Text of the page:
If there's one lesson I've learned from studying the entrepreneur community for 20 years, it's this: the biggest obstacle facing your business is you.
We are all prisoners of our own assumptions, doubts, biases, fears and ignorance. Business owners who can get outside their own heads and seriously consider perspectives and ideas not their own will outperform stick-in-the-mud competitors, because they will have more data, experience and wisdom (let's call it DEW) on their side.
The best way to grow your company is to hire strong people who know how to grow it. That's why you hear so many top performing entrepreneurs credit their success to the fact that "I hire people smarter than I am." But pulling off this DEW diligence is tougher than it sounds.
Let's assume "smarter" means people who have more experience (and probably more success) than you in key areas of your business. Maybe you're running a manufacturing company and you need an engineer who can design and develop better tools. Or your printing business needs a superstar of digital production because your clients are demanding one supplier for both print and the web. Ideally, your new hire's "smarts" will lie in areas that are your weak points, and pertain to tasks you don't enjoy. But entrepreneurs often have a hard time embracing a superior underling. Did you start your own business so you could have arguments with people who can trump your best ideas by asking, "Which of us knows this subject best?"
Dissent can be tough to tolerate, but you must encourage it if you want to move your company to that mythical "next level." The famous bickering between Kirk, Spock and McCoy on the original Star Trek consumed precious time and energy, but it demonstrated how even the smartest leaders can improve their decision-making through feedback and debate. I've seen many entrepreneurs fill their ranks with bright young people who can be counted on to work hard—but rarely, if ever, rock the boat. Hiring people smarter than you requires maintaining a culture of open discussion and debate where data, experience, wisdom and passion count as much as rank and tenure. As the boss, you can still overrule your smarter lieutenant— but do it sensitively and offer reasons. Truly smart people let others win once in a while.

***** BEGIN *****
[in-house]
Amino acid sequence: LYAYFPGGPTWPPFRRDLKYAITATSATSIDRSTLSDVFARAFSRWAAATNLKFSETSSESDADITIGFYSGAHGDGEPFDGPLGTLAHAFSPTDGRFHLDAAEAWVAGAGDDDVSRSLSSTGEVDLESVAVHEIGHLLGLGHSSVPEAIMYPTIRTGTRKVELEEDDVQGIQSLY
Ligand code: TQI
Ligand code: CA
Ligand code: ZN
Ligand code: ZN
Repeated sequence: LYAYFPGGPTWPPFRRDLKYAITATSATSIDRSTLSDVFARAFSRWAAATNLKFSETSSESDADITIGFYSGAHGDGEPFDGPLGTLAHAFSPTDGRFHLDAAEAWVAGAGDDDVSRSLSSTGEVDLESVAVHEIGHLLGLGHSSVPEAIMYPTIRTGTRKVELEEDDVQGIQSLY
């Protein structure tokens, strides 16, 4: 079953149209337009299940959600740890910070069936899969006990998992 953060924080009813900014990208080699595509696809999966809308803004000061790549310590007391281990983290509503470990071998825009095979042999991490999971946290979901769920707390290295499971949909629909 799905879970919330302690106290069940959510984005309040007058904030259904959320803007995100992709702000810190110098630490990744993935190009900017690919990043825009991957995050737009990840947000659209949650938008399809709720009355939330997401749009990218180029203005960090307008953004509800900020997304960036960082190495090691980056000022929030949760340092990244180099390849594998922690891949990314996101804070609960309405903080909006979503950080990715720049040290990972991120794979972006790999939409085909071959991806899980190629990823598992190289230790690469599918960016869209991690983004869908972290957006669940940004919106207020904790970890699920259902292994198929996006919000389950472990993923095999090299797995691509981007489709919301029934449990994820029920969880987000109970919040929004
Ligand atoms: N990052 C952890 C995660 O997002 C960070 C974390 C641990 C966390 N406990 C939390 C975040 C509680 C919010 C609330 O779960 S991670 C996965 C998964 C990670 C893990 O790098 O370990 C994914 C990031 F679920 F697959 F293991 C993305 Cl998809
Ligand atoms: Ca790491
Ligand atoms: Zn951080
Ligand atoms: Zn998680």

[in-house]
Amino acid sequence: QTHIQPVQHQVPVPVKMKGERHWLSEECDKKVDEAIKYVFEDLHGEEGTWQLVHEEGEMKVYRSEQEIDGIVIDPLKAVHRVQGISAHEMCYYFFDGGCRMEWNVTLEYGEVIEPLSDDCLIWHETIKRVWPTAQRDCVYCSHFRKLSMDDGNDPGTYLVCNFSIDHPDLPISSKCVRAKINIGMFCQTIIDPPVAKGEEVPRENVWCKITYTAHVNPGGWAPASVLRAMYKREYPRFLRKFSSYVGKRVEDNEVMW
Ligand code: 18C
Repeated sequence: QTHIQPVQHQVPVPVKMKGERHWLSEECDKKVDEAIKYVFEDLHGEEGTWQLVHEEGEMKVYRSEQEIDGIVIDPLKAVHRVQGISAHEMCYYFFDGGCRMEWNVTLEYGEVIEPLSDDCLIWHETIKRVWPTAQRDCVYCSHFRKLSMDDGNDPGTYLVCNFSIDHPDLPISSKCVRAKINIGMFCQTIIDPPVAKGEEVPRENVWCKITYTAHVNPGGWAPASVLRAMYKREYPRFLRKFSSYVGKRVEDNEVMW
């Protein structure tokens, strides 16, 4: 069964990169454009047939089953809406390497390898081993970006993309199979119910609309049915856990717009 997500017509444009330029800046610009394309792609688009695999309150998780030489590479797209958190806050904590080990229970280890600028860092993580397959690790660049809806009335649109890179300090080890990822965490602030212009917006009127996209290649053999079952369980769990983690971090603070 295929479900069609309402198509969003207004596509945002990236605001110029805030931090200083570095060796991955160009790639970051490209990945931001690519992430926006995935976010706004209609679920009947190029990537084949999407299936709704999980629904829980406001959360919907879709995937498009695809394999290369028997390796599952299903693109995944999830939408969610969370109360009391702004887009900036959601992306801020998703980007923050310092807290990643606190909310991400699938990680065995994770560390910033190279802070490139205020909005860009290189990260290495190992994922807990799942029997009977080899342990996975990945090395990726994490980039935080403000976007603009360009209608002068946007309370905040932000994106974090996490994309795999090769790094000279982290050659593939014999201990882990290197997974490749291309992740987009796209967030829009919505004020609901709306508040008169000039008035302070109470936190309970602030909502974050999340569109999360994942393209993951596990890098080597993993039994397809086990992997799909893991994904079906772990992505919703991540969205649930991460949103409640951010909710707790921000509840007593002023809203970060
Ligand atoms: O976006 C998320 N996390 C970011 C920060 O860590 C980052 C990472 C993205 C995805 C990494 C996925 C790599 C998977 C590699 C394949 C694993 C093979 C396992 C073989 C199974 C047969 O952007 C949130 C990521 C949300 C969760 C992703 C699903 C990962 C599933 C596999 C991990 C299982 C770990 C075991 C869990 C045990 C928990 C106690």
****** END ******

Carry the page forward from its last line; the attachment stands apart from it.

So how do you get the smartest people into your company? The process goes like this:
- First, understand what "smart" means to you. The DEW you need will likely be different for each position you're trying to fill, and it even may change from month to month. As you write up the qualifications for each job, consider what balance of skills and attributes you really need. Does "smart" mean technical knowledge, experience at bigger companies, familiarity with your customer base, innovative thinking or a superior understanding of the business needs of the company? Which are the must-haves, and which nice-to-haves?
- Think of a person who most exemplifies the skills, knowledge and experience you're seeking in each position. Maybe it's a former colleague, a competitor or Sigourney Weaver's capable Ripley character from Alien. Visualizing the perfect candidate helps define the attributes you're looking for and can keep your quest on track.
- Carefully consider how hiring this person may upset the balance of your current brain trust. Hiring a confident, experienced outsider may irk some members of your leadership team who worked their way up inside the firm. How might you adjust their jobs or titles so they embrace such change?
- Assess what each hire means to your company's compensation structure. Entrepreneurs often find they have to pay smarter hires more than they pay themselves. You may be okay with that—you have equity, after all—but how will other senior people in your company feel?
- Treat job candidates like customers. The best recruits have lots of options. They will be evaluating you and your company at the same time as you're interviewing them. You need to sell them on all the benefits of coming to work for you. Should your company lack some of the processes or procedures they take for granted, don't hide that fact; cite other incentives, such as the chance to build a professional department from scratch.
- Include your team in the interview process. This is a best practice any time, but especially when you're bringing in people who are different than the kind you normally hire, and whom your senior staff may see as threats. Don't rush the recruiting; encourage as many members of your management as possible to interview the prospect. Consider including line personnel as well. Then have each participant submit an evaluation of the candidate's qualifications and personal chemistry.
- Consider more than smarts. Remember that the most successful hires are those who fit smoothly into the existing corporate culture. Will a veteran all-star, familiar with much larger companies, fit into your laid-back, non-hierarchical workplace, no matter how smart he or she is?
In the end, make up your own mind. Other people's evaluations are important, but you must trust your judgment. Maybe culture fit is the top consideration in your company, or perhaps you need a few A-list hires to shake things up. Make your decisions for the right reasons. It's the smart thing to do.